HC Deb 22 May 1973 vol 857 cc196-8
4. Mr. Frank Allaun

asked the Minister of State for Defence if he will make a statement on his discussions with the United States Defence Ministry on its proposal to introduce the new miniature nuclear weapons for deployment in Europe.

6. Mr. Hugh Jenkins

asked the Minister of State for Defence if he will urge in NATO rejection of the use of miniature nuclear weapons in Europe.

20. Mr. Roderick

asked the Minister of State for Defence whether he has come to any conclusions about the implications for British defence policy of the development in the United States of America of the miniature nuclear weapons.

Mr. Ian Gilmour

I have nothing to add to my remarks on the subject of miniature nuclear weapons during the defence debate on 10th May.—[Vol. 856, c. 761–2.]

Mr. Allaun

The Times certainly reported this proposal. Will the Minister give an assurance that, if this matter is pressed, Her Majesty's Government will oppose such a dangerous plan? Does he agree that if this kind of nuclear weapon were used the Russians would not set up the Soviet equivalent of a Royal Commission to examine the size and type of bomb but would probably react with their heaviest nuclear weapon, which would wipe out life on our island?

Mr. Gilmour

As I said in the defence debate, no such proposals have yet been made, and if they are made they will be considered very carefully in the Nuclear Planning Group, by ourselves and by our NATO allies. There would be no question of any rushed or merely technical decision. I cannot speculate on how the Russians might or might not react to something so hypothetical.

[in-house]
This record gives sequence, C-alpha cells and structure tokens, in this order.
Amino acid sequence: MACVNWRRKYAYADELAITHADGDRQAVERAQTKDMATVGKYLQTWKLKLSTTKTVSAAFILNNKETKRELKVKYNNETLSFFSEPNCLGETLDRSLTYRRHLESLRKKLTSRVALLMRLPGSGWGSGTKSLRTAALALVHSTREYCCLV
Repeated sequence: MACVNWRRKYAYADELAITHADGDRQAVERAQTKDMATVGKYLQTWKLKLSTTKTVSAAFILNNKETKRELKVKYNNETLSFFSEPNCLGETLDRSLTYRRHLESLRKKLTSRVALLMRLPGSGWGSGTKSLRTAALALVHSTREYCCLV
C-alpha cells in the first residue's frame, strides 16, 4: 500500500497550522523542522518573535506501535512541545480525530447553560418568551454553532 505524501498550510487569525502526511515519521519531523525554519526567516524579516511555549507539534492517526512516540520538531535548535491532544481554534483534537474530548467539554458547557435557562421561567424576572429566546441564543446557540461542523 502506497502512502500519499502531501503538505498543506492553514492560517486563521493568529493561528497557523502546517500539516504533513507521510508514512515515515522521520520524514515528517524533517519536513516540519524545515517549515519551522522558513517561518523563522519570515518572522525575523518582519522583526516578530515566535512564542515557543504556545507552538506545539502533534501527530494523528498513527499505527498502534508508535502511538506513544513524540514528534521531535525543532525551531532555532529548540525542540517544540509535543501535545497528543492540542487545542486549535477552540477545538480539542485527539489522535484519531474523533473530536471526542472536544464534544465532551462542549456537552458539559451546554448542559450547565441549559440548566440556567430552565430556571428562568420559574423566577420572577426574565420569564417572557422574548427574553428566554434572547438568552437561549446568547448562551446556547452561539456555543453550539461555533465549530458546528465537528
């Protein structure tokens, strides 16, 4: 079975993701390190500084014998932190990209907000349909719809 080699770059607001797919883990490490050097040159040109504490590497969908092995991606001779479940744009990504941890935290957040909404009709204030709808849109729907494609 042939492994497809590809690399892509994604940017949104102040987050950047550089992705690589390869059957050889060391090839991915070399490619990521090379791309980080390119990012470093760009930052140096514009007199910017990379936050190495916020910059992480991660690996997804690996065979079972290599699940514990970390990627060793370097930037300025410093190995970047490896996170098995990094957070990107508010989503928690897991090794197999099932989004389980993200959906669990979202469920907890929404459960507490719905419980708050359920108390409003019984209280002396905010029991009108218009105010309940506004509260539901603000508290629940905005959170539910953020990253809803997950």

Mr. Tebbit

Will my hon. Friend urge the necessity of keeping an open mind on this matter, because, unless we have the capacity to repel with relatively small weapons an armed incursion into Europe, inevitably we shall be faced with either surrender or the use of large nuclear weapons?

Mr. Gilmour

As I have said, if these proposals are put forward we shall consider them but it is too early yet to say what our conclusions will be.

Mr. Jenkins

Is the Minister aware that the sort of thing which is evidently in the mind of his hon. Friend the Member for Epping (Mr. Tebbit) would be suicidal? Is he further aware that his answer was not satisfactory because he said that he will consider the matter? He is being asked in many quarters not to consider the matter but to reject it in principle. Many people believe that the use of small nuclear weapons would inevitably escalate into the use of large nuclear weapons, and they also believe that NATO's strategy should be founded on conventional weapons. Will the Minister give an answer in that sense and not relate it to his previous answer?

Mr. Gilmour

The hon. Gentleman is entitled to his view but, as I said in the defence debate, it is much more sensible to wait for the proposal to be put forward and then to consider it rather than to reject it without consideration before it has been made.

Mr. Wilkinson

Is it not true that the Soviet Union in its exercises and defence planning makes provision for the use of nuclear weapons right across the spectrum from the outset of hostilities? While this is a possibility, should not the United Kingdom and members of the NATO alliance at least prepare for it?

Mr. Gilmour

The right hon. Member for Leeds, East (Mr. Healey), when Secretary of State for Defence, put forward something on the lines of what my hon. Friend the Member for Bradford, West (Mr. Wilkinson) said at the beginning of his supplementary question.